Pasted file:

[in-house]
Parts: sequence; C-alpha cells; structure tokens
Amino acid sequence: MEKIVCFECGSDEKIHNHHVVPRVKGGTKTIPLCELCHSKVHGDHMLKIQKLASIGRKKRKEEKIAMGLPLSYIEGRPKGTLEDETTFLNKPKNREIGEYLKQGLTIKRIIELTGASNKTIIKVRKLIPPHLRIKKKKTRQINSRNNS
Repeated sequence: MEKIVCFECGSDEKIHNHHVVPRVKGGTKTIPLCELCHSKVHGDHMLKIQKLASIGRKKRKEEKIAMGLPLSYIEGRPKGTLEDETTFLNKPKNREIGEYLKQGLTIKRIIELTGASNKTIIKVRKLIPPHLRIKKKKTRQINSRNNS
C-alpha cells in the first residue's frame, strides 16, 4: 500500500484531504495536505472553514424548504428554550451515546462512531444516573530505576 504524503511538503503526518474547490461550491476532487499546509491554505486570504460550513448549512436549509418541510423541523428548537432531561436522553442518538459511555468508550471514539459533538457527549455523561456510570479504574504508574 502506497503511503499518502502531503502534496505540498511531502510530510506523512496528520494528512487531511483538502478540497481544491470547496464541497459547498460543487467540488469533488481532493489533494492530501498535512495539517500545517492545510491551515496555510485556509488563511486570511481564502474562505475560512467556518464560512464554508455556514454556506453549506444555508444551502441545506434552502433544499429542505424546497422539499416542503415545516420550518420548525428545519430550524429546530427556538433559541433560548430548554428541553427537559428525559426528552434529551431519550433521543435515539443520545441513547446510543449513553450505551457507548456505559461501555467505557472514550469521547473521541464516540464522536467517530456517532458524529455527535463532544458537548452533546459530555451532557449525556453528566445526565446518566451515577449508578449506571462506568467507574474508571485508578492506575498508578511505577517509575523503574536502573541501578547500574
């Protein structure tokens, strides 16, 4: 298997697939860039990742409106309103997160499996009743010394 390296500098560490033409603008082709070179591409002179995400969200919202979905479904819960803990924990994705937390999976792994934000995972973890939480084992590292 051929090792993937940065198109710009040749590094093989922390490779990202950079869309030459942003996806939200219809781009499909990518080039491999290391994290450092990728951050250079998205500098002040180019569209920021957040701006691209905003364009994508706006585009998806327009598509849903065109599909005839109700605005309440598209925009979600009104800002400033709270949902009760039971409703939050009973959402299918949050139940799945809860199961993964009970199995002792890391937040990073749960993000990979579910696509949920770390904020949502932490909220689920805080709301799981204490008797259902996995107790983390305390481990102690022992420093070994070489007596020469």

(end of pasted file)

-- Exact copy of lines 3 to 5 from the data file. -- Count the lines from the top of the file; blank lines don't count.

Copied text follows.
Amino acid sequence: MEKIVCFECGSDEKIHNHHVVPRVKGGTKTIPLCELCHSKVHGDHMLKIQKLASIGRKKRKEEKIAMGLPLSYIEGRPKGTLEDETTFLNKPKNREIGEYLKQGLTIKRIIELTGASNKTIIKVRKLIPPHLRIKKKKTRQINSRNNS
Repeated sequence: MEKIVCFECGSDEKIHNHHVVPRVKGGTKTIPLCELCHSKVHGDHMLKIQKLASIGRKKRKEEKIAMGLPLSYIEGRPKGTLEDETTFLNKPKNREIGEYLKQGLTIKRIIELTGASNKTIIKVRKLIPPHLRIKKKKTRQINSRNNS
C-alpha cells in the first residue's frame, strides 16, 4: 500500500484531504495536505472553514424548504428554550451515546462512531444516573530505576 504524503511538503503526518474547490461550491476532487499546509491554505486570504460550513448549512436549509418541510423541523428548537432531561436522553442518538459511555468508550471514539459533538457527549455523561456510570479504574504508574 502506497503511503499518502502531503502534496505540498511531502510530510506523512496528520494528512487531511483538502478540497481544491470547496464541497459547498460543487467540488469533488481532493489533494492530501498535512495539517500545517492545510491551515496555510485556509488563511486570511481564502474562505475560512467556518464560512464554508455556514454556506453549506444555508444551502441545506434552502433544499429542505424546497422539499416542503415545516420550518420548525428545519430550524429546530427556538433559541433560548430548554428541553427537559428525559426528552434529551431519550433521543435515539443520545441513547446510543449513553450505551457507548456505559461501555467505557472514550469521547473521541464516540464522536467517530456517532458524529455527535463532544458537548452533546459530555451532557449525556453528566445526565446518566451515577449508578449506571462506568467507574474508571485508578492506575498508578511505577517509575523503574536502573541501578547500574